2006 Saab 9-3
More power, new SportCombi wagon.
With the addition of a powerful new V6, the Saab 9-3 has become a real contender among the sports sedans, convertibles and sport wagons in its class. Whichever body style fits your needs and desires, the Saab 9-3 is sporty, it's tight, and it handles well. A new 2.8-liter turbocharged V6 has been added for 2006 along with an improved 2.0-liter turbocharged four-cylinder that produces 35 more horsepower last year's engine. Together, they make the 2006 Saab 9-3 a more compelling choice.
For 2006, Saab has reconsidered, reformulated, and recalculated all of its models, packages and prices, and the new models are several thousand dollars less expensive than comparably equipped 2005 models, enough of a price difference to warrant further consideration by fringe Saab shoppers, who are already looking at the big name competitors: the BMW 3 Series, Audi A4, Volvo S60 and S40, and Mercedes-Benz C-Class.
Saab, originally a Swedish aircraft company, borrows aircraft design elements for its cars, right down to the twin-engine plane logo, and now calls its top models Aero to complete the connection. Past examples of aero design include the wraparound, near-vertical windshields and aircraft-style dashboards with instrument lighting that can be switched off at night. Small map lights looked like they came from a cockpit. Outside mirrors were bent at the edges to reduce blind spots. More aero touches abound on the 2006 models, which now come standard with body-color trim and body-color tonneau covers for the convertible top. Saab is promoting its airplane heritage in its 2006 advertising campaign.
The 2006 9-3 looks like a Saab and manages to remain a Saab, yet it's a thoroughly modern car with few of the quirks or foibles historically associated with the brand. The 9-3 was completely redesigned for the 2003 model year, the convertible followed for 2004, and for 2006, the lineup includes the new 9-3 SportCombi, a sport wagon. With this new choice of body styles, powertrains and equipment, this is the most versatile family of 9-3s Saab has ever produced, with 18 models in all.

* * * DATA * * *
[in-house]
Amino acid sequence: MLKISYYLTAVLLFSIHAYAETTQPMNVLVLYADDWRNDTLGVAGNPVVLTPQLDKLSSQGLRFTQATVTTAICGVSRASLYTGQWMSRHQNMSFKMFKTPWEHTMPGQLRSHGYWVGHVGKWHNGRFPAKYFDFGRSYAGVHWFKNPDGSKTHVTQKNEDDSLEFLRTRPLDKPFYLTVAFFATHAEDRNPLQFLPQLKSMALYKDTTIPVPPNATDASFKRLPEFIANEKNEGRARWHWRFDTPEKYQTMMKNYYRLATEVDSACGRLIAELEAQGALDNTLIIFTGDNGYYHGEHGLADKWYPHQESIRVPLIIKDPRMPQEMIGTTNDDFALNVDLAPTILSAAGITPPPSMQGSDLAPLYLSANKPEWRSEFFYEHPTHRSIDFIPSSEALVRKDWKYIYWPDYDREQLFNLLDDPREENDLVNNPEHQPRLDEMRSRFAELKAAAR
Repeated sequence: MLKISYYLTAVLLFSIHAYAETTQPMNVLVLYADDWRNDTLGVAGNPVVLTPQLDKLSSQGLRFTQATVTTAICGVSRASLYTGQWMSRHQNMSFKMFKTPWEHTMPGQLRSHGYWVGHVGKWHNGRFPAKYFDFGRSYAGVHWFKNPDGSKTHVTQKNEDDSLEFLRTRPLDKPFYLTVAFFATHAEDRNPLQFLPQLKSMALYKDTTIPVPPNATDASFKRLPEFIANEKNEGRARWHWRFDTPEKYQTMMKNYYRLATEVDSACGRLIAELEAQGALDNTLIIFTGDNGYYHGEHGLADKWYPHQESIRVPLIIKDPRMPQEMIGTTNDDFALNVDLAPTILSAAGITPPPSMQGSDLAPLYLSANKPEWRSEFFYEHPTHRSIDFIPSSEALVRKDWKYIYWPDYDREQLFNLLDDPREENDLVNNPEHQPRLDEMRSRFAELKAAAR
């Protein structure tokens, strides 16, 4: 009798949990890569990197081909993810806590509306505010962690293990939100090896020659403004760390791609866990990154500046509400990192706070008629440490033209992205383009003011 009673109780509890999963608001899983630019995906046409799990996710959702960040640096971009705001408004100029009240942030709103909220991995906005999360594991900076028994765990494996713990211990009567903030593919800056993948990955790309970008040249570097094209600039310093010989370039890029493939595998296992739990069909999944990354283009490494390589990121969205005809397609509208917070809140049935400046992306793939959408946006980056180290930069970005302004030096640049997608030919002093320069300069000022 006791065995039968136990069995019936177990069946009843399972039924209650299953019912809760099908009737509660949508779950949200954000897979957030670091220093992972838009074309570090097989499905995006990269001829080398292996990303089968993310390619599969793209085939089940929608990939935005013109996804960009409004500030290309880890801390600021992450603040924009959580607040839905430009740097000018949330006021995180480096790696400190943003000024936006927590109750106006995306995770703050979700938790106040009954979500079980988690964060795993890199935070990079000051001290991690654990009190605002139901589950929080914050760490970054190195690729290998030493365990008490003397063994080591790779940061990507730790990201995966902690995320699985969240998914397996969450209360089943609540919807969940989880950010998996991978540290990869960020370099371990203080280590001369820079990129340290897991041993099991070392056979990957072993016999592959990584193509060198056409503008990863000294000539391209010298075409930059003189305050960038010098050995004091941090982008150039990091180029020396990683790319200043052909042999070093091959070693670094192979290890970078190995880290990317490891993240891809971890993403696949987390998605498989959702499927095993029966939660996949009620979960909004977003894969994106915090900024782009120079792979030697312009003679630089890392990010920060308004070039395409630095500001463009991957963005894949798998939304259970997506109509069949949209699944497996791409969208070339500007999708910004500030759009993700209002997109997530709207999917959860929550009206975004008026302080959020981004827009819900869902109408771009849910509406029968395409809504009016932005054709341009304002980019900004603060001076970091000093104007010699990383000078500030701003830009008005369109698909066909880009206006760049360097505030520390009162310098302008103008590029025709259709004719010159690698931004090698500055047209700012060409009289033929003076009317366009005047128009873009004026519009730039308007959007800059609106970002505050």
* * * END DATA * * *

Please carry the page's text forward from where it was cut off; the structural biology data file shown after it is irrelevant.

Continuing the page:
The 2006 Saab 9-3 comes in three body styles, a four-door sedan, a two-door convertible, and a four-door wagon called the SportCombi (or simply Combi). Two trim levels are offered, the 2.0T and the Aero. (The old Linear and Arc model designations are gone.)
The 2.0T sedan ($25,900), SportCombi ($26,900), and convertible ($36,500) are similarly equipped. The 2.0T is powered by the high-output version of the turbocharged 2.0-liter four-cylinder engine, rated at 210 horsepower for 2006. A five-speed manual transmission is standard. A six-speed automatic is optional ($1,350). The 2.0T comes standard with leather upholstery, wood interior trim, and dual-zone automatic climate control come standard. Also standard: power windows, door locks and heated outside mirrors; eight-way power driver's seat; leather-trimmed steering wheel; 16-inch alloy wheels; seven-speaker audio with CD and input for MP3; two 12-volt outlets. For 2006, all 9-3 models come with no-charge scheduled maintenance and roadside assistance during the warranty period.
The Aero sedan ($31,900), SportCombi ($32,900), and convertible ($41,900) are similarly equipped and feature the new 2.8-liter V6 rated at 250 horsepower and 258 pound-feet of torque. A six-speed manual comes standard. The six-speed automatic is optional ($1,350) and features shifter paddles on the steering wheel. The Aero is further upgraded with 17-inch alloy wheels; xenon projector headlamps; fog lights; premium audio; moonroof.
A DVD navigation system is available for all models ($1,995). A blue top is available for the convertible ($600). Premium metallic paint ($550) is available in a broad palette of interesting colors. Special upholstery is available for no extra charge.
Options for the 2.0T include a moonroof ($1,200) and a Premium Package ($1,895) that includes Red Walnut interior trim, eight-way power passenger seat, 300-watt audio upgrade with 6CD and 13 speakers, express up/down front windows with remote opening, remote opening for the moonroof or convertible top, and fog lights.
A Touring Package ($1,195) for the Aero adds rear park assist, memory for the driver's seat, an auto-dimming rearview mirror with integrated garage door opener and compass, rain-sensing wipers, express up/down for the windows with remote opening for windows, moonroof or top.